On an unsuspecting Tuesday afternoon, I got a Twitter notification telling me that Netflix wanted to send me a private message. Being the loyal and subservient Netflix user that I am, I accepted without hesitation, only to find that they — THE Netflix — wanted to send me a pre-release version of their newest film, To The Bone. I was shocked. Then, I was honored! And almost immediately after, I was scared.
As someone who suffered with anorexia for over 3 years and has since come through recovery (still ongoing, as are most of us), I didn't particularly want to watch it. The trailer alone was triggering right off the bat (with rapid fire calories being listed off and quick shots of bones jutting out and body checking habits galore), which sent me reeling back into the deep and palpable archives of my disordered memory.
And so, I thought, the movie would be as well.
I wasn't entirely wrong — there's a lot of triggering imagery and disorder-fueled talk, gratuitous calorie mentions, an almost how-to plethora of tips and tricks for how to hide having an eating disorder, and, essentially, how to be most efficient at having one — but there's so much more to this movie than that. It's complicated, which is what makes it so much more dangerous.
And honestly? This is an unpopular opinion, given all it's recent press, but: I didn’t hate it.
I actually found it to be pretty well written and engaging, given the subject matter. I thought Collin's performance was fantastic. There were parts where I even laughed! Mainly, at jokes that only someone who’s been there can understand. Only someone who’s knowingly starved herself can laugh at someone sniffing the wrapper of an uneaten candy bar; laughed to herself at the words “I don’t feel that unhealthy” because in her heart she's forced yourself to believe that she's in control, she's okay; found herself also wrapping her fingers around the fleshy part of her arm to check, to measure, to know.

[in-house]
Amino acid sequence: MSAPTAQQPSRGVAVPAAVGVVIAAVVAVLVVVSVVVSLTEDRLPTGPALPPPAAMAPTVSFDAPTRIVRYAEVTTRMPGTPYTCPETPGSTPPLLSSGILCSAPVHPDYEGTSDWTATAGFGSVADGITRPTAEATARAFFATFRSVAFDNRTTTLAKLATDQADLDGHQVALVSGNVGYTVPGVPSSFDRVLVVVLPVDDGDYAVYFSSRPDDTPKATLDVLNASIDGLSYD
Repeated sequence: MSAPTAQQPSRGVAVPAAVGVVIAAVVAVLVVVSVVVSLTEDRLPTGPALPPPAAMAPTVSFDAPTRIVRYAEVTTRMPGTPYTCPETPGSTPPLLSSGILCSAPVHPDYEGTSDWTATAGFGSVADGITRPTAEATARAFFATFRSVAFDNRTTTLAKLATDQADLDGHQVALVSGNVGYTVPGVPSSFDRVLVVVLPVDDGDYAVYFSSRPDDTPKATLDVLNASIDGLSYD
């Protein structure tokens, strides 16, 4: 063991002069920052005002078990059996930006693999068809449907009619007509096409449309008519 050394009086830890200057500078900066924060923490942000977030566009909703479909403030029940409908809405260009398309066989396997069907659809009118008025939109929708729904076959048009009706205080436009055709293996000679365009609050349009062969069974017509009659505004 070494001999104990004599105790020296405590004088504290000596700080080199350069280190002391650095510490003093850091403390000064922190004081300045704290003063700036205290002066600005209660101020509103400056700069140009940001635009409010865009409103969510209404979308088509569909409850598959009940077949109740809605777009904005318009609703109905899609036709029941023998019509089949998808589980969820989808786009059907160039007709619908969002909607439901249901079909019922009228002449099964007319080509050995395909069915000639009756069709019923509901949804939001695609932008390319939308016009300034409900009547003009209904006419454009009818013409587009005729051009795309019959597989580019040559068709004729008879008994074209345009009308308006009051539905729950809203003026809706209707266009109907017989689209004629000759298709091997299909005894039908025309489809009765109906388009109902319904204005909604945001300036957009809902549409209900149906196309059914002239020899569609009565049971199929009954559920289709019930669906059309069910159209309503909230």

But I also have a lot of issue with it, and it boils down to these two problems: Lily Collins’ weight loss for the role, and what that says about who this film is actually for.
When we think about how movies are made, it’s clear that talent is important - your lead actor (especially for a more independent film, looking to get picked up by a giant like Netflix) should be a star. They bring in the views, they bring the press, they bring the money. You, as a filmmaker, want someone to see your work and want to put money into it. It's a business. You want someone to buy it. And Netflix did, for $8 million dollars.
Casting Collins was a strategic choice. Noxon picked an actress that would be a draw: she's got a cool, quirky, Juno-like edge to her, one who would embody the character the writer and director had in mind: 20-year old Ellen, with an attitude problem, snark and “calorie aspergers." Collins herself has spoken about her struggle with anorexia, and it was her (and also Noxon’s) personal connection to the mental illness that made her an easy, understandable choice.
But. Ellen is not the main character we need — at least, not in this way. She breaks no barriers and sparks no new conversation. She's just another white, 'beautifully tragic' girl (with a family who can afford 4 rounds of treatment) who has a restrictive eating disorder and looks like a walking skeleton. It's the same character we see in the media every single day, time and time again, reinforcing the idea that this is how anorexia looks, this is the only story worth telling. Ellen contributes nothing but the same tired face of restrictive EDs.